Jeremy: For the new stuff it's just what we felt would work best in a live scenario. And then from all the older songs it's what we felt has worked for the last five years. We have way too many songs to choose from at this point. And some stuff works live and some stuff just really doesn't. So that CD is just a culmination of us finding that balance between what does and what doesn't.

Songfacts: I'm going to keep pushing you. What are your favorite songs when you're playing live?

Jeremy: I like "Assistant to the Regional Manager." That just kind of flows.

Songfacts: That reminds me of The Office.

Jeremy: That's where we got the name from.
Early on in the NBC show The Office, the Dwight Schrute character constantly referred to himself as "Assistant Regional Manager," only to have his boss, Michael Scott, correct him and say he is the "Assistant to the Regional Manager," which is not nearly as respectable.


Songfacts: Are you guys all The Office fans?

Jeremy: Oh, yeah. Big time. And then some of the newer songs, "Born to Lose," "Constance," most of the new stuff. "Mammoth." Those are also fun live. I just really like those because they're higher energy, but they also flow through the song. I like a song that by the time you get to the end of it you want more, instead of just being like, Oh, my gosh, thank God that's over.

Songfacts: When you do something like this festival [Mayhem] and you have limited stage time, how many songs will you usually play?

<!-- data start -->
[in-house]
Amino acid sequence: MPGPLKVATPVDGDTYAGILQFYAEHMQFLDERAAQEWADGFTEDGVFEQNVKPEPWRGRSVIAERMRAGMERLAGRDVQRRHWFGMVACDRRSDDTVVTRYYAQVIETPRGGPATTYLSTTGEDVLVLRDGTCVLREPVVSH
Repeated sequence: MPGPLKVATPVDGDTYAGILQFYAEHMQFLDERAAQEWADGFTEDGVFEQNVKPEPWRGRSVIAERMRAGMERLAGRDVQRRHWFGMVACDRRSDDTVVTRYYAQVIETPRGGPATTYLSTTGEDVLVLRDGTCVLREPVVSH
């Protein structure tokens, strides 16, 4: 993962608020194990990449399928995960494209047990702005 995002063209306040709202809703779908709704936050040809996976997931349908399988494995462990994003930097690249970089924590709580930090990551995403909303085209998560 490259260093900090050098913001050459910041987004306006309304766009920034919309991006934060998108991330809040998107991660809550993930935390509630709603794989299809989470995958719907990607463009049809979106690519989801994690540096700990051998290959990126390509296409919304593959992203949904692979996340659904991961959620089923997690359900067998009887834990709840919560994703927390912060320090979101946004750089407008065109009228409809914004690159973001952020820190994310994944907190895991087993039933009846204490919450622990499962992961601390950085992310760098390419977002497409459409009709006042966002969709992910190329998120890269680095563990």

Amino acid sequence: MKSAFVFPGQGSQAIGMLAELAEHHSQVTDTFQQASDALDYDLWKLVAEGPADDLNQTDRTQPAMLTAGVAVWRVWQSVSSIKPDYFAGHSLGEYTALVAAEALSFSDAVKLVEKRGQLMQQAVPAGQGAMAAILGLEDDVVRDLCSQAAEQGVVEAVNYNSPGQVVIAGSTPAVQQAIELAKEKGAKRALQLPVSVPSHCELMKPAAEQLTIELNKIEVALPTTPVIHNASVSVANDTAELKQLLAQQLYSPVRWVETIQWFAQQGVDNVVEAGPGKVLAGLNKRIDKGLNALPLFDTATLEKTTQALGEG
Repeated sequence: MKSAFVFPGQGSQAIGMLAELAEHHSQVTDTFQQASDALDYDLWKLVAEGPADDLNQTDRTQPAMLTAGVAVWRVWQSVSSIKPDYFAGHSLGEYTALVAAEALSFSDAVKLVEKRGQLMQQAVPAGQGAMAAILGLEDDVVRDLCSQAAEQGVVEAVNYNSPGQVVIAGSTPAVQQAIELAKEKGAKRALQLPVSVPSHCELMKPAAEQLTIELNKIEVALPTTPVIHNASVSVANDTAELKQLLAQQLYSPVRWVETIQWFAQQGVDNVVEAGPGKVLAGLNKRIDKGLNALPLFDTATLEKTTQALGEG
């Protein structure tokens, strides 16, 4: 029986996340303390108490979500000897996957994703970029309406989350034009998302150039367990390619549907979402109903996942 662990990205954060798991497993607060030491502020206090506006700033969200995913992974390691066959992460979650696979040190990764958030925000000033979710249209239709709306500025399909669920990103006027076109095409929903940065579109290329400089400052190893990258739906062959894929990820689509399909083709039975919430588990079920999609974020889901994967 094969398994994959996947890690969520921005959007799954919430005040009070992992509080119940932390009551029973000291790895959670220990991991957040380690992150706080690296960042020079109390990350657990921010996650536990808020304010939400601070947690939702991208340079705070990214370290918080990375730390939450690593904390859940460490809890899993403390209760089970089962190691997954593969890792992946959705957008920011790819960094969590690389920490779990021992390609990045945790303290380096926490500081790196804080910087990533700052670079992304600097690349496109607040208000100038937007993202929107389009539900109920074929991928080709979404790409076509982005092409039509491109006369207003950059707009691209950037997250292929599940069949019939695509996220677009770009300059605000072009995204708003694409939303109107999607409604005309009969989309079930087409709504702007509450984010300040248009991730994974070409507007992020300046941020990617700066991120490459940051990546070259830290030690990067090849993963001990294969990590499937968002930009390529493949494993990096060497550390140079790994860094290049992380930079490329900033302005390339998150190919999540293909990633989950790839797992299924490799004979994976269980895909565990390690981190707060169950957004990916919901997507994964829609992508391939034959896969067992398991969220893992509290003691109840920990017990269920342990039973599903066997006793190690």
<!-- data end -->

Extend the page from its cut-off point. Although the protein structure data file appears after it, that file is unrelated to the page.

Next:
Jeremy: I think we have seven songs on today's set.

Songfacts: Have you picked out which songs you're going to do?

Jeremy: Sometimes we do. This time not really, though. We've been doing it for a while now together with the same group of dudes. So you can read body language. If somebody really doesn't want to do something, then we figure out how to approach whether it's doable or not. But we don't argue a whole lot as a band.

Songfacts: So you have a pretty good working relationship?

Jeremy: Yeah, very much.

Songfacts: You don't argue?

Jeremy: We did back in the day. But now we realized life is too short. There not enough time to fight all the time, man.

Songfacts: Yeah. You guys are all Christians. So how does that play into playing like a festival like this? Do you ever feel comfortable playing with bands that have different beliefs? I mean, Slayer, let's face it; they're not exactly the most pro Christian band on the bill.

Jeremy: I don't know, I don't think it really affects us. Maybe the fans or other bands or something, but it's not really a big deal for us. I mean, everybody's got something to say, whether it's metal, or a Christian message, or a song for politics or love or anti-love or whatever it is. I think everybody has something to say or do and I think we're pretty chill about it. It's not overbearing in any way and I would hope it doesn't make other people uncomfortable. And I don't think it really makes us uncomfortable. We just decided a long time ago that that's what we wanted to do and we weren't going to change it.

Songfacts: Do you ever get a chance to talk to the guys in Slayer and do you talk about religious things at all?

Jeremy: We're friends with the Whitechapel guys and they're about as dissimilar from us as you can get when it comes to lyrics and stuff like that, but we're best friends with those guys. So it doesn't really affect us.

Songfacts: So it's all about just kind of getting along with people?